Back at the river, Rita Lovell crossed the river to chat with the Weiners.

Her handsome horse, “White Bird’s Fire,” towers over the folks on foot. He must be at least 16 hands at the shoulder, or withers, which equates to 64 inches. He has a milky coat, white mane and red-brown spots as though someone splashed him head to hoof with burgundy wine.

Sitting atop her mount, Lovell watched fellow riders negotiate the perilous slope she descended just minutes ago.

The switchbacks are so sharp her horse’s front quarters would nearly touch his hind quarters making the tight turns, Lovell said.

Watching her friends brings to mind the 600 to 700 riders and 2,000 Appaloosas on Joseph’s run. “There is almost something spiritual about watching them come down,” Lovell said.

Not all members of the modern-day party are white. Along with Europeans and riders from across the country, there are Lakota Sioux and Nez Perce making the ride too.

Pat Weiner had a very good day photographing and chatting with riders she knows. “I love reenacting history,” she said.

It was the scene of utter tranquility. The river sparkled invitingly as it must have for Joseph and his band. Riders ease their mounts into the current and the horses slosh about reveling in the cool water while a trout snatches a fly from the surface a few yards upstream. Other riders lounge on the bank as cottonwood leaves flutter in the breeze like a million green butterflies yearning to join the trek.

Lovell munched a sandwich and shared it with her horse. For dessert, White Bird gets his favorite, Fig Newtons. 

Ron Fowler, of Wenatchee, Wash., joined Lovell and the Weiners. He was the chief scout. Riding drag are a medical doctor, a veterinarian, a farrier and wranglers.

“This is Day 4 and so far we have not had a single injury,” Fowler said Thursday.

Scuttlebutt coming down the line reported the only casualty was a peanut butter and jelly sandwich getting squished.

Identical twins Julie Jepson of Spanish Fork, Utah, and Janet Smith of Park City, Utah, galloped up the river for the sheer fun of it. Any dude or westerner would easily conclude these gals are cowgirls through and through.

“We did this ride in 2000,” Smith said.

“We’ve been doing it ever since,” Jepson finished.

One couple celebrated their 65th wedding anniversary riding the Joseph trail. For some, this ride is a major part of their lives.

“I will always do this,” Waltner said.

In long lines the riders crossed the river. Like a scene from a big budget western movie, the procession strung out heading down the canyon toward Clark. It was a beautiful and inspiring sight.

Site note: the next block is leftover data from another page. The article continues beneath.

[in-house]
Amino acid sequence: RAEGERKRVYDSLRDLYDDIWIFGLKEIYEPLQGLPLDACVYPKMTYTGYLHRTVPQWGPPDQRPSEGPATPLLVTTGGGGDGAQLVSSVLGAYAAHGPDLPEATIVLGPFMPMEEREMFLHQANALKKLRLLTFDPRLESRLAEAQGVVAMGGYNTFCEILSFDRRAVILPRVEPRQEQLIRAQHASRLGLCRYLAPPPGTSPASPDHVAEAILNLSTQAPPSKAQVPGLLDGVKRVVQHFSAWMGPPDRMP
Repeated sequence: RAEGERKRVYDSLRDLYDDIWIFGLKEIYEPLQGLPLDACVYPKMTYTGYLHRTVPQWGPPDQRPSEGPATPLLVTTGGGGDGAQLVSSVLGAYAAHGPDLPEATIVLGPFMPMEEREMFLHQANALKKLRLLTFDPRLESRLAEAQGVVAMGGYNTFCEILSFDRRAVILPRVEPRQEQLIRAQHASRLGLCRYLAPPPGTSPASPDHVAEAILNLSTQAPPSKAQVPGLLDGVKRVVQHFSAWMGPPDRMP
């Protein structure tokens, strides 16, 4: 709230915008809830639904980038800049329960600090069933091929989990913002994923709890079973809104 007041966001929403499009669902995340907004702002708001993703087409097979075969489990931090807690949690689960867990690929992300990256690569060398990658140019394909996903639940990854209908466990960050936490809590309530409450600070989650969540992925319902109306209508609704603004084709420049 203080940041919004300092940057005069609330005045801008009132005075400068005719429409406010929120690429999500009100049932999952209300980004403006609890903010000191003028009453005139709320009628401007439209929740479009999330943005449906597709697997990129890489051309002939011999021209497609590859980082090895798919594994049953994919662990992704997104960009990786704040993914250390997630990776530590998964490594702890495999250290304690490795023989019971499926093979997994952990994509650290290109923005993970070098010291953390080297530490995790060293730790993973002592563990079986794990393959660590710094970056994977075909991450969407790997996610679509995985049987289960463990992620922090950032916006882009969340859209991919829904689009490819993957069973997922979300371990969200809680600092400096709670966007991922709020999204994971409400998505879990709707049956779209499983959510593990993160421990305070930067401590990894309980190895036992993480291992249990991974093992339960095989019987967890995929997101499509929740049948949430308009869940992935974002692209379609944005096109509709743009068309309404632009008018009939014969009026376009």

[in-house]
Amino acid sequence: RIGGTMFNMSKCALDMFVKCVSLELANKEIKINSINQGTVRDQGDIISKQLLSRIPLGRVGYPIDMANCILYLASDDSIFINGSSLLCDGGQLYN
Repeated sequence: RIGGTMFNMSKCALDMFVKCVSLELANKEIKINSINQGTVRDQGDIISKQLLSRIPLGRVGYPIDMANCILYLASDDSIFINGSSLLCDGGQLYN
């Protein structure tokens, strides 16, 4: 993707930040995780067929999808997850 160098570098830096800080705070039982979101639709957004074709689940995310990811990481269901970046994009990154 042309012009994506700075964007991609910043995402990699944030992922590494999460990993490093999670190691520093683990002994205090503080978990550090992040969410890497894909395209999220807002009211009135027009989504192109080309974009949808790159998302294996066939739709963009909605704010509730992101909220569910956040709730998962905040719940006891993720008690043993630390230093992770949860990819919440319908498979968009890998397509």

You’ll not likely see this many horses and riders in one place again, Mike Weiner said.

Waltner’s husband died in July of 2012. Later she met folks preparing for “the Joe” ride and decided to join them, Waltner said.

“Within a week you have a whole family of friends,” Waltner said.

It brought Chief Joseph’s effort to her mind.

“It was very spiritual,” Waltner said, referring to Joseph and the men, women and children dodging the army. “It just makes you think.”

Joseph and his people almost made it, but they were surrounded and surrendered about 40 miles south of the Canadian border in what is now Montana.

The chief reportedly uttered a memorable line upon his surrender. It has been used in history book, biographies, movies and TV shows for decades.

“Hear me, my chiefs! I am tired; my heart is sick and sad. From where the sun now stands, I will fight no more forever,” he said, according to the Army account.

However, some of Joseph’s people actually eluded the troops and crossed into Canada, Waltner said.

The Nez Perce were exiled to Oklahoma before they were allowed to return to the Pacific Northwest. Chief Joseph gained national stature, and spoke with presidents, urging them to allow his people to be allowed back on their native soil.

But, he was never to return to his homeland. Chief Joseph died at the age of  64 in 1904 and was buried on the Colville Reservation in Washington state.

At the mouth of the canyon, the riders lead their mounts to the river for a final drink before making the last leg of the day’s ride to camp. Waltner said some of the riders along for this leg have a deeply ingrained reason for coming along.

“Those are all the Nez Perce kids,” she said pointing out youth atop beautiful Appaloosas.